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Venice Architecture Biennale exhibit explores extraction

By Dana Yates

Ryerson biennale team

Ryerson biennale team, clockwise from left: architecture professor Colin Ripley, urban planning professor Nina-Marie Lister, Kelsey Blackwell, Zannah Matson and Christopher Alton.

Where do cities come from? That's one of the questions raised by EXTRACTION, a multimedia installation that explores Canada's culture and territories of resource extraction (mineral deposits and extractive industries). A number of Ryerson community members are part of the EXTRACTION team, which won the national competition to represent Canada at the Venice Architecture Biennale, opening May 27.

For more than 120 years, the Venice Biennale has been one of the world's most prestigious cultural institutions. Originally an art exhibition, the biennale has expanded over time to include festivals devoted to architecture, music, theatre, dance and cinema. Today, the Venice Architecture Biennale is the pre-eminent showcase for new design projects by emerging talent, attracting more than 350,000 visitors every two years.

EXTRACTION, which is commissioned by the Art Gallery of Alberta and funded by the Canada Council for the Arts, has been produced by an interdisciplinary team of Canadian researchers, landscape architects, urban planners, multimedia designers, graduate student and activists. The group is led by Pierre Bélanger, a Canadian landscape urbanist who teaches at Harvard University. Notably, he is the first non-architect to spearhead an installation at the Venice Architecture Biennale.

The impact of extraction

"Every single Canadian – whether they are indigenous, non-indigenous, or immigrants –is touched and implicated by the economies and infrastructures of extraction," says Bélanger. “For those who live in cities far away from the natural environments where resources come from or the territories in which they are located, those realities are becoming more and more important since over two-thirds of the country’s resources are in treaty lands populated by First Nations and Métis who have been persistently oppressed by regimes of extraction and metropolitan consumption,” says Bélanger.

“Canadian operations, technologies and services can be found in nearly every country on the surface of the earth, yet almost nobody knows the full extent of it even though the country’s foreign policy is largely an extractive one."

EXTRACTION examines Canada’s culture of resource extraction, bringing together perspectives from business, history, art and activism. The exhibition is actually an intervention, featuring an installation of gold ore and a gold survey stake. In that sense, EXTRACTION has been designed to serve as a counter-monument, prompting visitors to see Canada as a "global resource empire 800 years in the making." Indeed, as the world's biggest resource-extracting nation, Canada is home to 75 per cent of the planet’s prospecting and mining companies, thanks to the low taxation levels and reduced royalties.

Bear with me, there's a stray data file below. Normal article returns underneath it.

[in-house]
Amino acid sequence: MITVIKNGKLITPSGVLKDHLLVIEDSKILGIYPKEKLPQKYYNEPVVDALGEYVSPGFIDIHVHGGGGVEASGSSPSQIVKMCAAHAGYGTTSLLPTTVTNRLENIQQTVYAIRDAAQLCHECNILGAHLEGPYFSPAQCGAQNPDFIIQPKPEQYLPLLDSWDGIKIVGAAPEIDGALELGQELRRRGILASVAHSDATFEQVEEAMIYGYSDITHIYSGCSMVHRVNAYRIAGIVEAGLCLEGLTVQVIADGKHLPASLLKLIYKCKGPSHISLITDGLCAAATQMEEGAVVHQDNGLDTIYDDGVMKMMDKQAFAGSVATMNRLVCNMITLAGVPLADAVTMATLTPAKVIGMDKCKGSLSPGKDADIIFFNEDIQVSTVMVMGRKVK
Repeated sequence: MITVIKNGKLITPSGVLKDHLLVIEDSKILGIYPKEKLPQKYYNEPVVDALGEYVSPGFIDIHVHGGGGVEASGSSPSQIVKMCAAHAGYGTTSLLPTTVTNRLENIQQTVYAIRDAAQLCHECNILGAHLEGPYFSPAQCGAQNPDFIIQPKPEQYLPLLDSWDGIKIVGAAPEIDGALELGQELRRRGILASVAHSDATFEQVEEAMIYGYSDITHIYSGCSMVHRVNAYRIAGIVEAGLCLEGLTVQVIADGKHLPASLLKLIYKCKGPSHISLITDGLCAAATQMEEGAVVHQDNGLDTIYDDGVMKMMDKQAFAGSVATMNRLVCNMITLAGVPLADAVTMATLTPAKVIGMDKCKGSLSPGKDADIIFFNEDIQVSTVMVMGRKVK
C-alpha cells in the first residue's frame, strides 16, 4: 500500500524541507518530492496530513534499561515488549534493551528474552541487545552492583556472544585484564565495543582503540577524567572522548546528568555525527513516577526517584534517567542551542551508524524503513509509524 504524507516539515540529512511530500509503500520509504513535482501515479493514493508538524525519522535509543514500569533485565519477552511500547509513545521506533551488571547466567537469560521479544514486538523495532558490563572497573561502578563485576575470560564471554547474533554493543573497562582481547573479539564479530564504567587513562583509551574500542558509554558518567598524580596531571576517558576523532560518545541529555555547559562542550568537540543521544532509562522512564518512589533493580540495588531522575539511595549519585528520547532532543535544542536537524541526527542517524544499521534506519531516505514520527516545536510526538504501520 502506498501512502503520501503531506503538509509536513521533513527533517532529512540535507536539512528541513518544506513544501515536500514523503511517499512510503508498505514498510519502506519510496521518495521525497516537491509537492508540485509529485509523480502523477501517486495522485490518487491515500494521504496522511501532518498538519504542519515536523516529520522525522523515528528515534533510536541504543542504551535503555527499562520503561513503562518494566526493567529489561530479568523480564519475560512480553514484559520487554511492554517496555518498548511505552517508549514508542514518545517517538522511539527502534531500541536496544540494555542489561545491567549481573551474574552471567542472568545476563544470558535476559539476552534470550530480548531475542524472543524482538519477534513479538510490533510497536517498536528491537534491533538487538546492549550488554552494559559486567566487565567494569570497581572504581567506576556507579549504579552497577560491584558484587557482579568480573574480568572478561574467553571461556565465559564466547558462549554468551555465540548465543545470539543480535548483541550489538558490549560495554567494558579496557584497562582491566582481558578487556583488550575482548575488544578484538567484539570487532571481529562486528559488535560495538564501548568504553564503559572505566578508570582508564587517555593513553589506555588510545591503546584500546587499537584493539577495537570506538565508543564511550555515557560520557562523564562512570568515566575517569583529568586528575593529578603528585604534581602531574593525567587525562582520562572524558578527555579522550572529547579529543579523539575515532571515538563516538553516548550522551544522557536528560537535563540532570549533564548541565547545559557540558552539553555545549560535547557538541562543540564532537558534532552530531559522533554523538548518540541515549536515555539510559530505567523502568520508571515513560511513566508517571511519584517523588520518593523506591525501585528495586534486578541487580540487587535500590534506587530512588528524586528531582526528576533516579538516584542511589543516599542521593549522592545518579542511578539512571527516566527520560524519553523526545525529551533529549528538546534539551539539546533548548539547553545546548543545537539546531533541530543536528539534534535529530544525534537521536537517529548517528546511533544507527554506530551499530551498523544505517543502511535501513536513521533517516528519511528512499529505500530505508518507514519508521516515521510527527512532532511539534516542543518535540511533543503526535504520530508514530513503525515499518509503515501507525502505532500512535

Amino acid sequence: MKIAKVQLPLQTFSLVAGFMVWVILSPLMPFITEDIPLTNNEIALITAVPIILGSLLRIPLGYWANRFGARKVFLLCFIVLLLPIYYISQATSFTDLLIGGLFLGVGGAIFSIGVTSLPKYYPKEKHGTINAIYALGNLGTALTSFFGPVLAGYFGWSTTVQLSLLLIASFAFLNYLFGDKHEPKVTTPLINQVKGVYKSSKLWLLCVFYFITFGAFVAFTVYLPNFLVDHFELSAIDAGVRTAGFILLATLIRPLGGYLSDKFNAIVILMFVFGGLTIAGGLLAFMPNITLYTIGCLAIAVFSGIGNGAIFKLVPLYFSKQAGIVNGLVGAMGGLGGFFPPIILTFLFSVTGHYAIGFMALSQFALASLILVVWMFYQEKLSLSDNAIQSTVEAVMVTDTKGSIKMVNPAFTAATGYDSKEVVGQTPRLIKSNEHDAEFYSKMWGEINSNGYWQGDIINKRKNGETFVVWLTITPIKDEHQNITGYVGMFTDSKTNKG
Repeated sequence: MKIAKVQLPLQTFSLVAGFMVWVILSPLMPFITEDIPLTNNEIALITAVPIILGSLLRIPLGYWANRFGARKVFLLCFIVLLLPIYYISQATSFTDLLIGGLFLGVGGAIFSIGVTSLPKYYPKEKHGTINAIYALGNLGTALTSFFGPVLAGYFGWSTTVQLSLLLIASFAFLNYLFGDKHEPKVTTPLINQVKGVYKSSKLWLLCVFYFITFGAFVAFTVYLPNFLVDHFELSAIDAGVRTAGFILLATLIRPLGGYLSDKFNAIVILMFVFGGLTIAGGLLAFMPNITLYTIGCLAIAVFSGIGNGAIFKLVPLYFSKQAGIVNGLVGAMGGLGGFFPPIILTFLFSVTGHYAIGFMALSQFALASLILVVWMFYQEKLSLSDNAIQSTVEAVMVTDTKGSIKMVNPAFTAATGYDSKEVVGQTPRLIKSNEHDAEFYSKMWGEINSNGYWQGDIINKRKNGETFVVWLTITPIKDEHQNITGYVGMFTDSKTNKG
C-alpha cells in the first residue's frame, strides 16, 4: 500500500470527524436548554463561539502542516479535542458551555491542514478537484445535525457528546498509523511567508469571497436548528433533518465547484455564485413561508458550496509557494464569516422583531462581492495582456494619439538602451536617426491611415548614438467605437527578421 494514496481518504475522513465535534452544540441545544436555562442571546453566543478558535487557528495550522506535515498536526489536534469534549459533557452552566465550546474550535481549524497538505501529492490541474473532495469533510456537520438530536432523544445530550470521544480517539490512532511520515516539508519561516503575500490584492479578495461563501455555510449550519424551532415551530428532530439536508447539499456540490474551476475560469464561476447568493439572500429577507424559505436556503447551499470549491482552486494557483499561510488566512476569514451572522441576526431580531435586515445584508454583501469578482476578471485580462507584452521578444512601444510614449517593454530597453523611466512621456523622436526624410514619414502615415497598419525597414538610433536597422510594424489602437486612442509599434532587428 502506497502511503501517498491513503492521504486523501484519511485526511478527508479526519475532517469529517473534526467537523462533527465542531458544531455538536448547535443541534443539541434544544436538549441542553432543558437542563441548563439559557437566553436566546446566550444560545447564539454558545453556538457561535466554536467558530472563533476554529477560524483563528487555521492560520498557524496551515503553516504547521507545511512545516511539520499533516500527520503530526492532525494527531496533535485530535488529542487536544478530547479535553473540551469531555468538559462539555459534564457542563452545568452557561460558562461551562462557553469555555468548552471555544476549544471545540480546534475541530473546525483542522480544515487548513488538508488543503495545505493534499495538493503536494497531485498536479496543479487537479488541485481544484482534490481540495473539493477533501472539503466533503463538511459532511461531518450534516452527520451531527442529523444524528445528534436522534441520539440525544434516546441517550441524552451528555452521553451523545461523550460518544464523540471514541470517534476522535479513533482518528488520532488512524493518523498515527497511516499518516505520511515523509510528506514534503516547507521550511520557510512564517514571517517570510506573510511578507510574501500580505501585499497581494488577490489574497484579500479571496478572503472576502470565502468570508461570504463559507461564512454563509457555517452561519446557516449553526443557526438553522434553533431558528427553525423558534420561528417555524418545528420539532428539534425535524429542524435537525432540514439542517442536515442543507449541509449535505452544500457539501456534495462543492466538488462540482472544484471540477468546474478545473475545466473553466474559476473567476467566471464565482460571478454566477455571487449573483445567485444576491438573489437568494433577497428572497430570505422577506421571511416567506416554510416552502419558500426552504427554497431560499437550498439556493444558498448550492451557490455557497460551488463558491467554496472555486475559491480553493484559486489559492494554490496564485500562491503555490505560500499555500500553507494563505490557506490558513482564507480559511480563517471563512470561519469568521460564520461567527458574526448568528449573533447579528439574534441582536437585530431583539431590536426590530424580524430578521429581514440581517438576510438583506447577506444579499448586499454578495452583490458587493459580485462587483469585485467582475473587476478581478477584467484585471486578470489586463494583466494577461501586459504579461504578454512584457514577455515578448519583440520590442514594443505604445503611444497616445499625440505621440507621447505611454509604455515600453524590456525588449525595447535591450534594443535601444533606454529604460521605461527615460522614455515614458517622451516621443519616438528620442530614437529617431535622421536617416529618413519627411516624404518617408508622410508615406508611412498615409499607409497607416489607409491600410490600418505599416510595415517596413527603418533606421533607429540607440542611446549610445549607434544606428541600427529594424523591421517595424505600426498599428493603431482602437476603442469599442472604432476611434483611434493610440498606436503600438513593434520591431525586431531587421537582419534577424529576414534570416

“Canada’s economy is still largely reliant on what we extract from the land beneath our feet; these mineral and forest resources are the building blocks for Canada’s architecture and our cities. But [resource extraction] takes place primarily on Crown land – and this opens important questions about our colonial history, the role of the Crown, and ultimately, about sovereignty," says Nina-Marie Lister, an urban and regional planning professor and director of Ryerson's Ecological Design Lab.

Biennale team

Lister is one of several members on the EXTRACTION team. The others include: Ryerson architectural science professor Colin Ripley (his architectural firm RVTR and its co-directors Geoffrey Thün and Kathy Velikov are involved in the project); design fabricator and adjunct Ryerson architectural science professor Steven Beites; Zannah Matson, a Harvard landscape architecture graduate who will begin her PhD studies at the University of Toronto (U of T) this fall and who is the exhibition’s project manager and lead design researcher; Christopher Alton, Urban and Regional Planning '11, a planning PhD student at U of T who serves as EXTRACTION’S project manager, lead researcher and assistant editor; renowned Toronto photographer Edward Burtynsky, Image Arts '82, whose industrial landscape images are included in a short film that will screen within the exhibit; and Kelsey Blackwell of Studio Blackwell.

After EXTRACTION completes its run in Venice this November, the exhibition will embark on a cross-Canada tour throughout 2017. The tour will be complemented by a book of in-depth essays that is being co-edited by Bélanger and Lister, and that “digs deeper” into the theme of the installation. Both the tour and book are timed to coincide with the 150th commemoration of Canada’s Confederation.

Proceeds of the project will be shared with the reclamation of a contaminated and abandoned gold mine in Sardinia. The site was formerly operated by a Canadian mining company and a selection of land-based territorial organizations in Canada.

 

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